Today, I had gone to Godrej Nature's Basket to stock up on groceries for the coming week. I again had a tough time getting an autorickshaw back home. One particular driver, in an autorickshaw with MH 02 RA 2800 as its registration number followed the usual antics. I threaten to report the matter to the cops. He said "No problem, please do. It's not my autorickshaw afterall!"

Now that is the point. There appears to be an artificial scarcity of autorickshaws created in the city. The cops allegedly take protection money from the drivers to look the other way, while the drivers go all out to loot the commuters - overcharge (Bombay autorickshaw drivers who used to run by the meter now quote a fare, like Delhi or Chennai), tamper meters and refuse short distance passengers. And all this happens under the patronage of local politicians who own or finance the autorickshaws.

I sometimes wonders when would this tyranny end.......... But the city does survive, limp on despite the tyranny......

Wednesday, August 11, 2010

Don't Bark Up the Wrong Tree....this time

Why is common sense so uncommon?

The answer to that will always remain elusive.

For me, common sense dictates that in view of the prevailing geopolitical situation in the Af-Pak region, Iran ought to play a larger role in stabilising the region, so does India, so does Russia.

And logically so, for Iran is very different from the fanatical Islamic world. It does remain a democracy with some (or a lot of) semblance of order, notwithstanding, Mahmoud Ahmadinejad's political coups and frequent rants against the West.

I had suggested about the West normalising its equations with Iran in my blog titled Iran and Peace In Asia, way back in April 2009.

The time for such a normalisation could not be more appropriate than today.

Russia, Iran and India, being in the proximity of Afghanistan have a geopolitical interest in that country that country that serves as a logical counterbalance to Pakistan's destabilising machinations in Afghanistan.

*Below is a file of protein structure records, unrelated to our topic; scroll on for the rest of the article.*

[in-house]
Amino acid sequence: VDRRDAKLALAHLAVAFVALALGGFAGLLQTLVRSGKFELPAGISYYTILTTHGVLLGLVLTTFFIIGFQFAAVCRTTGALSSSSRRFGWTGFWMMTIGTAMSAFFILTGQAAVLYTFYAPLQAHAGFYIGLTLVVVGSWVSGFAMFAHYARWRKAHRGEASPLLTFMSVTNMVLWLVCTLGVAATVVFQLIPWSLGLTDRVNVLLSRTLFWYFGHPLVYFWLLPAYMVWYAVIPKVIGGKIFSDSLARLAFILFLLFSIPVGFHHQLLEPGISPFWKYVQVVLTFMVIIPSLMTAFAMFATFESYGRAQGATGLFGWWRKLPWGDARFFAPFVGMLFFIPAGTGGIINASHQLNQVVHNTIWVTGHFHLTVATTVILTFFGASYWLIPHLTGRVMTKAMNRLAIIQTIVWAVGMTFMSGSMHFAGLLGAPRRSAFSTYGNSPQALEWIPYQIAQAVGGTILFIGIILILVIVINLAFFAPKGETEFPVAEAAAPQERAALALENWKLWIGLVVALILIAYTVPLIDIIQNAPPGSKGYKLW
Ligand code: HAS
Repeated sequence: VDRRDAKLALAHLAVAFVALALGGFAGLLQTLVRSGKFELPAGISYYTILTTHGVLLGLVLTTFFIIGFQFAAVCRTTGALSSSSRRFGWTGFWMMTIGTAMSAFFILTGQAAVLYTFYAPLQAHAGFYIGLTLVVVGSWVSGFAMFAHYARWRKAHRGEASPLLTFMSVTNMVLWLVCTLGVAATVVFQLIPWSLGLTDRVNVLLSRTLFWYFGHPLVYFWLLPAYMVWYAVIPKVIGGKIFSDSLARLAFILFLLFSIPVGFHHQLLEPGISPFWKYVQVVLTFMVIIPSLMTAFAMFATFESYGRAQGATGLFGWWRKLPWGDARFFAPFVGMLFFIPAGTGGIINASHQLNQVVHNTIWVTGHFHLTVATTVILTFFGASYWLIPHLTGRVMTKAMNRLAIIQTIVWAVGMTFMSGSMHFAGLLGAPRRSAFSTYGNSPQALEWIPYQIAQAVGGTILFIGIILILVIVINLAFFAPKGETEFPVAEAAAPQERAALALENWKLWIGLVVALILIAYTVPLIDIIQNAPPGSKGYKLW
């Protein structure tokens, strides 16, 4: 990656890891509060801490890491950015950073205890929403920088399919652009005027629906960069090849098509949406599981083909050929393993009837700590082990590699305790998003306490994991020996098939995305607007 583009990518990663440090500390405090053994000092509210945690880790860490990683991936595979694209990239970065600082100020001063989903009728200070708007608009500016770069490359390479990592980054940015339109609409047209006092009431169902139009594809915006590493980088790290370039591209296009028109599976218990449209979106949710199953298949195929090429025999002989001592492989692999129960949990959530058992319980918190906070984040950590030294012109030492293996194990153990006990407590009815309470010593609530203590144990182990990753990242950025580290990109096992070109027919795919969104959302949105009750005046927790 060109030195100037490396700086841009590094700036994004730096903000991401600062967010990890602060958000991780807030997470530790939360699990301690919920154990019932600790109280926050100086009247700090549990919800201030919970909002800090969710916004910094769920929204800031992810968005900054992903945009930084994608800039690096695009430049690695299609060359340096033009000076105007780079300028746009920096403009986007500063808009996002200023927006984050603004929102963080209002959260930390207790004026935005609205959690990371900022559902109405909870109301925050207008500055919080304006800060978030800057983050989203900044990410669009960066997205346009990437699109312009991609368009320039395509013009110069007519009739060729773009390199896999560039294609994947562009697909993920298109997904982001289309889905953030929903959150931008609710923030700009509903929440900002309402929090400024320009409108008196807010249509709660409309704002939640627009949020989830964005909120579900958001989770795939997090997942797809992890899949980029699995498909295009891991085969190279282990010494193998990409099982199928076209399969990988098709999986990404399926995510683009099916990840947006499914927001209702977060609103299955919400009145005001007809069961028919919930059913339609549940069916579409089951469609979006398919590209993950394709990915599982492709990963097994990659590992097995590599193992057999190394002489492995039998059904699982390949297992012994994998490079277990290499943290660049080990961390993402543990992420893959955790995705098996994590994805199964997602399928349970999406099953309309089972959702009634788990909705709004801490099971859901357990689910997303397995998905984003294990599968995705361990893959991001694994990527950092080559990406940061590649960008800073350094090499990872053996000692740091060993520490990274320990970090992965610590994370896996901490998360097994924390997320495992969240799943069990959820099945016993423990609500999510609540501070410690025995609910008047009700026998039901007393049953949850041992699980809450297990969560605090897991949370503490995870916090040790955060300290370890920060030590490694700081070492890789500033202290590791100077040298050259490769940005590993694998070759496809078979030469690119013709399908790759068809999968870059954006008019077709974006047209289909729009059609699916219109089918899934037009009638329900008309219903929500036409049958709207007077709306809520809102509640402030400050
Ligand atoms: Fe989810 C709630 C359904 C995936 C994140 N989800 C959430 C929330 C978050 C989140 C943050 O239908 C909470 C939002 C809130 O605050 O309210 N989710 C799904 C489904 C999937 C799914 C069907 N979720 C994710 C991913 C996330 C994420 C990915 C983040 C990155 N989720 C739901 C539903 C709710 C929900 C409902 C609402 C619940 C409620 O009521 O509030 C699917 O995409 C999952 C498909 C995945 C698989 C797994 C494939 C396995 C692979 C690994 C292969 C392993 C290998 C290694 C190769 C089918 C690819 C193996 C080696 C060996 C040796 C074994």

None of these three countries would like to see fanaticism seeping out of Pakistan at any cost. If it did intensify, going forward, these three countries have a lot to be worried about.

In a scenario where the United States and NATO were to pull out, the three regional forces can lend some semblance of stability to Afghanistan.

But as always, the United States and the West are barking up the wrong tree, by canoodling with the rogues in Pakistan, including the Army Chief, Ashfaq Kayani and the ISI Chief, Shuja Pasha. And this could have potentially disastrous results for the West in the next few years.

It is high time the United States woke up!

Tuesday, August 10, 2010

Freakish 2611

Today I read a news report on the proposal for India's first emergency call number, on the lines of 911 in the United States.

The system promises to integrate all services - fire, police and medical - all into one. It is said it would operate on the principles of artificial intelligence to search and locate the distress caller!

Ambitious it is. Futuristic, it sounds.

The United States had the 911 emergency service. The country then faced the horrific 9/11 incident.

India had a horrific 26/11 and we now want "2611" as the emergency call number.

That is far too freakish to digest....

Monday, August 9, 2010

Grandma's Hands

Today's Breakfree on 107.1 FM had an interesting story narrated by RJ Vinod Advani.

As Vinod narrated the story, I could not help but miss my grandma, Ammi's presence. Whatever she gave us, whether they were words of wisdom, her comforting presence or her beatific smile, will always be treasured memories. She will keep looking at us, from the hands of God!